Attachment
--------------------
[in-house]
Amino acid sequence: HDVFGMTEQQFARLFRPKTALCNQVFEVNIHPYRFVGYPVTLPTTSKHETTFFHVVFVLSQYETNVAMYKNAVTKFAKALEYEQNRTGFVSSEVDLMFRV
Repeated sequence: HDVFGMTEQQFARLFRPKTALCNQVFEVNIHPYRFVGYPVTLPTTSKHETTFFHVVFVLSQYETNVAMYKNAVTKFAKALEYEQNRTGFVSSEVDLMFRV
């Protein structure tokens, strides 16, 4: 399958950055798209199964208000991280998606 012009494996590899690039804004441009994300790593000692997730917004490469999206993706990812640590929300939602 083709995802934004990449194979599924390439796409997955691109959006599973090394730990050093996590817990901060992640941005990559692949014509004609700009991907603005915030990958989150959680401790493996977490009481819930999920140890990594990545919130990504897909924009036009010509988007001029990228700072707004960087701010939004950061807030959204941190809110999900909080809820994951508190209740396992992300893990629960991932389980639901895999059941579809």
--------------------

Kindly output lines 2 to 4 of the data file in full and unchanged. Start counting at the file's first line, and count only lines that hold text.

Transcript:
Amino acid sequence: HDVFGMTEQQFARLFRPKTALCNQVFEVNIHPYRFVGYPVTLPTTSKHETTFFHVVFVLSQYETNVAMYKNAVTKFAKALEYEQNRTGFVSSEVDLMFRV
Repeated sequence: HDVFGMTEQQFARLFRPKTALCNQVFEVNIHPYRFVGYPVTLPTTSKHETTFFHVVFVLSQYETNVAMYKNAVTKFAKALEYEQNRTGFVSSEVDLMFRV
């Protein structure tokens, strides 16, 4: 399958950055798209199964208000991280998606 012009494996590899690039804004441009994300790593000692997730917004490469999206993706990812640590929300939602 083709995802934004990449194979599924390439796409997955691109959006599973090394730990050093996590817990901060992640941005990559692949014509004609700009991907603005915030990958989150959680401790493996977490009481819930999920140890990594990545919130990504897909924009036009010509988007001029990228700072707004960087701010939004950061807030959204941190809110999900909080809820994951508190209740396992992300893990629960991932389980639901895999059941579809």